To enable incremental compilation for Gradle, you need to set the kotlin.incremental property to true (for example, by adding the line kotlin.incremental=true to the gradle.properties file in the root directory of your project).
Android Lint Checks
Kotlin 1.0.2 introduces support for Android Lint checks for Kotlin code, ensuring that issues like using the API not available in the Android version you’re targeting are correctly detected.
It’s been almost two months since Kotlin 1.0 was released, and the team is now switching from stabilisation and bug fixes to new feature work, so it’s a great time to talk about our plans for the future.
We’ve already published our Android roadmap, but there are many other areas where we’re applying our efforts. Our current development is organised in two main branches:
Kotlin 1.0.x which will be a series of releases containing bug fixes, updates to tooling, IDE support and other areas which do not affect the core language. 1.0.x releases will be published on a regular basis once every several weeks.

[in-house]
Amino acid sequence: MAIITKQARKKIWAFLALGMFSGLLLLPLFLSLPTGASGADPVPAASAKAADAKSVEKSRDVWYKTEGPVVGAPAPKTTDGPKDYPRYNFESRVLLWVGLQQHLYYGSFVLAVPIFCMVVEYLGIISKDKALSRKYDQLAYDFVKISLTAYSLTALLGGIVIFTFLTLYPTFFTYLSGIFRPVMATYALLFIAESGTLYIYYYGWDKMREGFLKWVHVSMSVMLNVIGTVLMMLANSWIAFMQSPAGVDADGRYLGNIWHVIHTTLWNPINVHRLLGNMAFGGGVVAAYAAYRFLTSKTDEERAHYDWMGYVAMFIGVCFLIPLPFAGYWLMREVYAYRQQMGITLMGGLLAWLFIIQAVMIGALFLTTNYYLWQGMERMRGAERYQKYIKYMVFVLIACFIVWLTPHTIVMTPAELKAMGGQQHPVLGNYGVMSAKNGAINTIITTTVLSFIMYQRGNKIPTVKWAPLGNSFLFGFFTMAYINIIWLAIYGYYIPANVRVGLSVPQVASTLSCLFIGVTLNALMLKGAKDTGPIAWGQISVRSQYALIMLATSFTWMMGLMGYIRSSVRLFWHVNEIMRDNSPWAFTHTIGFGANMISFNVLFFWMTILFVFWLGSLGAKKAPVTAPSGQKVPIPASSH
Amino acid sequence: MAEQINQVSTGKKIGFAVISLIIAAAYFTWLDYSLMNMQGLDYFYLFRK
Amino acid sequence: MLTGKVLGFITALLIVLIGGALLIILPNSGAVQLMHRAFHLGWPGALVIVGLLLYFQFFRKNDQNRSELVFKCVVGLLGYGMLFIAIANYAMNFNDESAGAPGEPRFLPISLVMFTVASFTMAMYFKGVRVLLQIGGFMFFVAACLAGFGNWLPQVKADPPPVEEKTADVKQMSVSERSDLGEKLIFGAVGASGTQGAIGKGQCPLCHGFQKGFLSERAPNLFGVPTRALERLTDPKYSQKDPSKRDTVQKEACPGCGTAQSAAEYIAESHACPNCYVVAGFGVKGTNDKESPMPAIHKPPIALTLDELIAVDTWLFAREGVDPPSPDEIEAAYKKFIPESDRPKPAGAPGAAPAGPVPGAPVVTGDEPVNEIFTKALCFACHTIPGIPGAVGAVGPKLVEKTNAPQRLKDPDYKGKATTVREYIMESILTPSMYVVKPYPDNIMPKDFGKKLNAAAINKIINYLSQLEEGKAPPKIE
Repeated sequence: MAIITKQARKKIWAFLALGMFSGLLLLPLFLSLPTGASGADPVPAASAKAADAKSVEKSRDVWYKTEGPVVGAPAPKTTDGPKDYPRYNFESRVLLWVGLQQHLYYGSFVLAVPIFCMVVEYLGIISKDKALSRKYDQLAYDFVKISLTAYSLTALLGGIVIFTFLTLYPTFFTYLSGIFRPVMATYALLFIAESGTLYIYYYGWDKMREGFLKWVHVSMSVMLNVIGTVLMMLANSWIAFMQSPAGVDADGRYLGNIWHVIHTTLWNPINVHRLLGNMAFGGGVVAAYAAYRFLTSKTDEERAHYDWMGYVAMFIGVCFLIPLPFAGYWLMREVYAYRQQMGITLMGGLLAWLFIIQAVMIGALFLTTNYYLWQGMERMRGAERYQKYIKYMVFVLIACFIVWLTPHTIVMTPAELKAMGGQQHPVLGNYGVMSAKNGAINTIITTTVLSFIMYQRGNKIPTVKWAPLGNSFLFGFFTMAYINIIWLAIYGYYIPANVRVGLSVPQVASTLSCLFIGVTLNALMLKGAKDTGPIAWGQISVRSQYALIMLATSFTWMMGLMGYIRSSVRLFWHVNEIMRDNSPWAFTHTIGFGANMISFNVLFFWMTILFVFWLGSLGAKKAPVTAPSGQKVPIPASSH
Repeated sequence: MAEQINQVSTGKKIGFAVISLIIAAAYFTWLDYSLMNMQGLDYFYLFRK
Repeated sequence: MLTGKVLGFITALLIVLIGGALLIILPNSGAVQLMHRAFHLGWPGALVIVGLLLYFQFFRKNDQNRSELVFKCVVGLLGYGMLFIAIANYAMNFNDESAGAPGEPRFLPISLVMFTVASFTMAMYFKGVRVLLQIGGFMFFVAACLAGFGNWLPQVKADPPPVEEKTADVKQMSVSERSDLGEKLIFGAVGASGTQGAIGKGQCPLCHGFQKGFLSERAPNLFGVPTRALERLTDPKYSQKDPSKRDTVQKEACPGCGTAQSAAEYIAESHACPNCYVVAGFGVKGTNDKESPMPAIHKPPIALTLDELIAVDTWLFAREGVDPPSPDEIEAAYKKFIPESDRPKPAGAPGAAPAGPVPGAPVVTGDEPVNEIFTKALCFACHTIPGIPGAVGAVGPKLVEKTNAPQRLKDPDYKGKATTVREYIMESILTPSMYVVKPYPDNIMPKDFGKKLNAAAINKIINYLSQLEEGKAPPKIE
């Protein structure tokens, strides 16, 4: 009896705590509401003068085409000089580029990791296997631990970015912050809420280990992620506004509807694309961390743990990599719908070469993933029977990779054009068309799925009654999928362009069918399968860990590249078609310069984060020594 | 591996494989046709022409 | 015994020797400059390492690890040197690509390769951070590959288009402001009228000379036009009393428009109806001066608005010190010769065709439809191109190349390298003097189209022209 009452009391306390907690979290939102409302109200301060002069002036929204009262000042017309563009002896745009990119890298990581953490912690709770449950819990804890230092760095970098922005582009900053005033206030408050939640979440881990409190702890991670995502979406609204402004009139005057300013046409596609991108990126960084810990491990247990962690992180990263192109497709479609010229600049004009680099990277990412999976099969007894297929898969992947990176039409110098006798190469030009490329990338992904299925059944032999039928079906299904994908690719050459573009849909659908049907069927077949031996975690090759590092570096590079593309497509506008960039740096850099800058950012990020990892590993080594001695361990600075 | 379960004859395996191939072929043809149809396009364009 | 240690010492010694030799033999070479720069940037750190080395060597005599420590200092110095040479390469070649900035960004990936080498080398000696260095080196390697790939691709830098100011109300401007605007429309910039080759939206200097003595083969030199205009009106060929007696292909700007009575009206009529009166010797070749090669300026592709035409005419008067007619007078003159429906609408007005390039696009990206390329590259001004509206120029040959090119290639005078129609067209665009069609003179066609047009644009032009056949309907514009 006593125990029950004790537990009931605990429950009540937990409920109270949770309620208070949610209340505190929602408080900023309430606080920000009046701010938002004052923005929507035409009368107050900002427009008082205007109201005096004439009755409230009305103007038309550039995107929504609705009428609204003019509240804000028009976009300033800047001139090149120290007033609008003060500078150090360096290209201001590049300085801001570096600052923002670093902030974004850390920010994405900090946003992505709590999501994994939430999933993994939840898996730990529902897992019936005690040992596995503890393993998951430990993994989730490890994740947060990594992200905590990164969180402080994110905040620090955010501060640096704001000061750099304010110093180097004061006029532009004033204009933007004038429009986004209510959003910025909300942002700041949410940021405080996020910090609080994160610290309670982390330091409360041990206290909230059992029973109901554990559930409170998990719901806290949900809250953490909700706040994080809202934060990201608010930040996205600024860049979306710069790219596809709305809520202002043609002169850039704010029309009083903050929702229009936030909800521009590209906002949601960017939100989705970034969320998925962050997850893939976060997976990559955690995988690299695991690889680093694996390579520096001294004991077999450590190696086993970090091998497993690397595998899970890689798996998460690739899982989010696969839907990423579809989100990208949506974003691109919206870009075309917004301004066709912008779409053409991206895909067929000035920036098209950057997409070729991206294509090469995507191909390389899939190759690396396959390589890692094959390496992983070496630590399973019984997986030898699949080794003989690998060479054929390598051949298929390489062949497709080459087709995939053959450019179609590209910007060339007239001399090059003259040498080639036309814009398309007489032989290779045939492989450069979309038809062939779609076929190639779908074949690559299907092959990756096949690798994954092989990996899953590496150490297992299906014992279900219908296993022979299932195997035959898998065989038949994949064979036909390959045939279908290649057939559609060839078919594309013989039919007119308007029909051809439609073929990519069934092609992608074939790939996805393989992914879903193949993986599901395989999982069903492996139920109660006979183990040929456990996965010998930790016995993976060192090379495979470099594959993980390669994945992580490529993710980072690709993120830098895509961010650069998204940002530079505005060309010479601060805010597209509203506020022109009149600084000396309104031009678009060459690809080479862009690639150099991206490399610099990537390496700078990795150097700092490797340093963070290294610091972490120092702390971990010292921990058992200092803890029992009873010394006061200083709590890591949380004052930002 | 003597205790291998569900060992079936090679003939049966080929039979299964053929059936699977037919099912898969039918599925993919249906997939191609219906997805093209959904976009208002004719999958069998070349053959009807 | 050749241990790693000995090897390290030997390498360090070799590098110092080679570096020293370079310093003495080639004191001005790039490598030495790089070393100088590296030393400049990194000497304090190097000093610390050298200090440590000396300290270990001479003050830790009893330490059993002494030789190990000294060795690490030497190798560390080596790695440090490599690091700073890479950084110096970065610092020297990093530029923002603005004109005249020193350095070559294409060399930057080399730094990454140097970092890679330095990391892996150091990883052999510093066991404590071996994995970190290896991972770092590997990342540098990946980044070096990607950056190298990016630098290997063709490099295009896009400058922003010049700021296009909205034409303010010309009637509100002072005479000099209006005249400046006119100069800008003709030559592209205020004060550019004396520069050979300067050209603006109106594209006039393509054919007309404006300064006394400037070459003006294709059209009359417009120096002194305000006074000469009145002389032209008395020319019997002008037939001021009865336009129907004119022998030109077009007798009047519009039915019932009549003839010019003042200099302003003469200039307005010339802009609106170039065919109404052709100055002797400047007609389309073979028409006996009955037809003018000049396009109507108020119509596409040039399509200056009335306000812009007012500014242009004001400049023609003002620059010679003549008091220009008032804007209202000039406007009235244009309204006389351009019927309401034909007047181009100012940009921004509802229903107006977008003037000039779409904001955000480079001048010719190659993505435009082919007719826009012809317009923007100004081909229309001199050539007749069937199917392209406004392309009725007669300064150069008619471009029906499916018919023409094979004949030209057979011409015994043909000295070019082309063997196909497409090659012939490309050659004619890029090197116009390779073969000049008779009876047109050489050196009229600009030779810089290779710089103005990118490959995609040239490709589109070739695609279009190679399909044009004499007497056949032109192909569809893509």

Kotlin 1.1 which will contain major new language features, along with all the improvements from the 1.0.x branch. This will be a feature-driven release, and we aren’t announcing any specific time frame for it.
Let’s look at the plans for each area in more detail, starting with the big ones. Continue reading →
Welcome the Kotlin Digest of Q1 2016. It was in this quarter that Kotlin 1.0 was released, and naturally the number of articles and coverage received has substantially increased.
We want to thank everyone for their contributions, and highlight some of the most notable articles and blog posts.
By the way, you can join us on slack and subscribe to the #feed channel, where we push quite a bit of interesting content as it appears.
One of the most interesting pieces of news we’ve all seen recently is Google announcing (limited) Java 8 support for Android N with the Jack compiler for Java. Naturally, our users are curious about how these news affect them, and this blog post outlines our plans and our vision for Kotlin’s place in the Android development world in light of Google’s announcements. Continue reading →